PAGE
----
Sliver of a Full Moon is a powerful reenactment of the historic congressional reauthorization of the Violence Against Women Act (VAWA) in 2013: a movement that restored the authority of tribal governments to prosecute non-Native abusers who assault and abuse Native women on tribal lands.
The event is free and open to the public.
Sliver of a Full Moon
Mary Kathryn Nagle (Cherokee Nation of Oklahoma), Playwright
Betsy Theobald Richards (Cherokee Nation of Oklahoma), Director
The staged reading first documents the legal and jurisdictional issues raised in the wake of the Supreme Court’s decision in Oliphant v. Suquamish Indian Tribe that left Native women and children at a higher risk of domestic violence than any other group in the United States. It then follows the bipartisan legislative battle to reauthorize VAWA with a provision that would protect Native women and children from violence.
The cast features four courageous Native women who stepped forward to share publicly their stories of abuse by non-Indians and their efforts to counter staunch opponents to the tribal provisions.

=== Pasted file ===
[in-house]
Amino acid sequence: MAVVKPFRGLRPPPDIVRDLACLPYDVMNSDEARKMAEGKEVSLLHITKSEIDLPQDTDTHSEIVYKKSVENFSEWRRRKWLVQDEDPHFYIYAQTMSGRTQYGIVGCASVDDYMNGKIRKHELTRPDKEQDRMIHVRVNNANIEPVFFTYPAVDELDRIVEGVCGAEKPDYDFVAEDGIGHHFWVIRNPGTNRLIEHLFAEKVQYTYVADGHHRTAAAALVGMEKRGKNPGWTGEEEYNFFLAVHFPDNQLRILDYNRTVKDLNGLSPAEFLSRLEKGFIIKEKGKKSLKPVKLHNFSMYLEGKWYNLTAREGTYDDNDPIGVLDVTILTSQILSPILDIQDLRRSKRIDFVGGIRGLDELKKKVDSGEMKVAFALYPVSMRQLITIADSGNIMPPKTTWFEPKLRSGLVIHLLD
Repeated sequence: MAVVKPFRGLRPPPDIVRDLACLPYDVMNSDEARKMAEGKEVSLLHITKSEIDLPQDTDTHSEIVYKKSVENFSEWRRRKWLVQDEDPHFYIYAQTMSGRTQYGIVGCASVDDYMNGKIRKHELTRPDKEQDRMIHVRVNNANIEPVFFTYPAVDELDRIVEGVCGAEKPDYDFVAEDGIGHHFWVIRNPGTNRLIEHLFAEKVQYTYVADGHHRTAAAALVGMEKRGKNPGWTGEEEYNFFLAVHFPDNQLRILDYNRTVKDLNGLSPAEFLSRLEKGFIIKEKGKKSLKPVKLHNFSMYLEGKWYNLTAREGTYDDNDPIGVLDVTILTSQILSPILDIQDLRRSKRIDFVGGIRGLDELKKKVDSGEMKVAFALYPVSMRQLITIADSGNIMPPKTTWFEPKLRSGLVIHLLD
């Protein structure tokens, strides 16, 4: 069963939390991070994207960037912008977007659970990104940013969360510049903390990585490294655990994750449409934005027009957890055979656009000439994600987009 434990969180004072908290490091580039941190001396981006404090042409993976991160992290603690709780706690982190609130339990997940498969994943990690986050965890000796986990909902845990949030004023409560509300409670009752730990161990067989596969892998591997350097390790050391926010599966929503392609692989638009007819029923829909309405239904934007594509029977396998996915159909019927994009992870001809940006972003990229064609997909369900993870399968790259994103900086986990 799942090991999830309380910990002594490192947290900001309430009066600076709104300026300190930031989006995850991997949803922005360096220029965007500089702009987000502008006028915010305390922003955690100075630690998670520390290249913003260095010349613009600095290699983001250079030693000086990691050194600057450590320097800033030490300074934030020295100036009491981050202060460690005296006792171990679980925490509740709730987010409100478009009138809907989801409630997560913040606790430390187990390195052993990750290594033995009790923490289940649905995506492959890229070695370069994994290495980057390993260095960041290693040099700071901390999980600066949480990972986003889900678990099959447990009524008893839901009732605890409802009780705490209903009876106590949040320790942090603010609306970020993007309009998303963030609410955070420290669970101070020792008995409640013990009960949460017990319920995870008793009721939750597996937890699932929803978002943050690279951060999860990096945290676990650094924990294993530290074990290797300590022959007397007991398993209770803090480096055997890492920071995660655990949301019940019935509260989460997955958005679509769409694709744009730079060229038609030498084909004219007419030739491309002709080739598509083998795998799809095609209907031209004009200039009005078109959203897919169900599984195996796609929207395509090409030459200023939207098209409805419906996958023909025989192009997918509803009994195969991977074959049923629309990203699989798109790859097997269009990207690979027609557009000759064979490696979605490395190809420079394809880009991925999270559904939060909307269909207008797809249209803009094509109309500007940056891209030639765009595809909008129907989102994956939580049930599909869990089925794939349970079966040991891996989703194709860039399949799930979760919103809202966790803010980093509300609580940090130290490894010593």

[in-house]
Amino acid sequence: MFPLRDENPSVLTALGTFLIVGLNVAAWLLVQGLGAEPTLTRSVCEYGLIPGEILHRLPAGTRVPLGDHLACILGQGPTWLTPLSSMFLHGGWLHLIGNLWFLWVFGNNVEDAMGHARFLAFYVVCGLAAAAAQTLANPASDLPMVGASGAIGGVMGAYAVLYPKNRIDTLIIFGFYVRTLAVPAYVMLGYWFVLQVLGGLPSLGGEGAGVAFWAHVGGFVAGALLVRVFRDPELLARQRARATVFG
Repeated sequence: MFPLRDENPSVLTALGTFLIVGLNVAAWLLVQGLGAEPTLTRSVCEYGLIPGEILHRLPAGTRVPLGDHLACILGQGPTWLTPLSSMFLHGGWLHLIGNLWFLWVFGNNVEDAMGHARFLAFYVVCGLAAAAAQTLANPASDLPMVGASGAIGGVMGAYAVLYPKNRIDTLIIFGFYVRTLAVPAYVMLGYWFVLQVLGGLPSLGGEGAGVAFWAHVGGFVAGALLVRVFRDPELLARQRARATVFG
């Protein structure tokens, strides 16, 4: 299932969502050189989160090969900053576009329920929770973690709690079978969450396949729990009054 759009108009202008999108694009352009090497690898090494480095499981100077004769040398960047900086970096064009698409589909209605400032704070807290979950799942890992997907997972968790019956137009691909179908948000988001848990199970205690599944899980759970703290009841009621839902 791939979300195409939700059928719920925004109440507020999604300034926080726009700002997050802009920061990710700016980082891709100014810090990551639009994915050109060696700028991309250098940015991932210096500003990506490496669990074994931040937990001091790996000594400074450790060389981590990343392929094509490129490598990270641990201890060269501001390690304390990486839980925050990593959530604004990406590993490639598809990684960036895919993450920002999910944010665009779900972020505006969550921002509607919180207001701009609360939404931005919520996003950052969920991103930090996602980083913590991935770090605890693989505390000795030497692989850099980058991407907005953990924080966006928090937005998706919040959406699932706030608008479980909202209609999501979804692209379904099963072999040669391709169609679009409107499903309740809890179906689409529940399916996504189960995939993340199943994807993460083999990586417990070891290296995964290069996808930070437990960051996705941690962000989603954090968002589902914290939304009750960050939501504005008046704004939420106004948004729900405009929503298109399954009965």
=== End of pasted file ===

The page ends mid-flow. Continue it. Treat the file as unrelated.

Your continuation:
The evening will begin with a blessing by Mary Anne Hendricks, sachem of the Natick Nipmuc Indians, and will feature a discussion moderated by Daniel Carpenter, director of the social sciences program at Radcliffe and the Allie S. Freed Professor of Government at Harvard University.
Joseph William Singer, the Bussey Professor of Law at Harvard Law School, will introduce the panel, which will include
Maggie McKinley (Fond du Lac Chippewa), a Climenko Fellow and a lecturer on law at Harvard Law School;
Mary Kathryn Nagle (Cherokee Nation of Oklahoma), a playwright; and
Angela Riley (Citizen Potawatomi Nation of Oklahoma), the Oneida Indian Nation Visiting Professor of Law at Harvard Law School.
5:15 p.m. Public reception
6 p.m. Introductions and blessings
6:20 p.m. Reading of the play
8 p.m. Break
8:15–9 p.m. Panel discussion
This event at the Radcliffe Institute is part of the Initiative on Native and Indigenous Peoples.
Cosponsored by the Radcliffe Institute for Advanced Study, Harvard University Native American Program, Harvard Native American Law Students Association, Harvard Divinity School, the Standing Committee on Ethnicity, Migration, Rights, and the Donald T. Regan Lecture Fund, with support from the National Indigenous Women’s Resource Center and the Office of the President and Provost.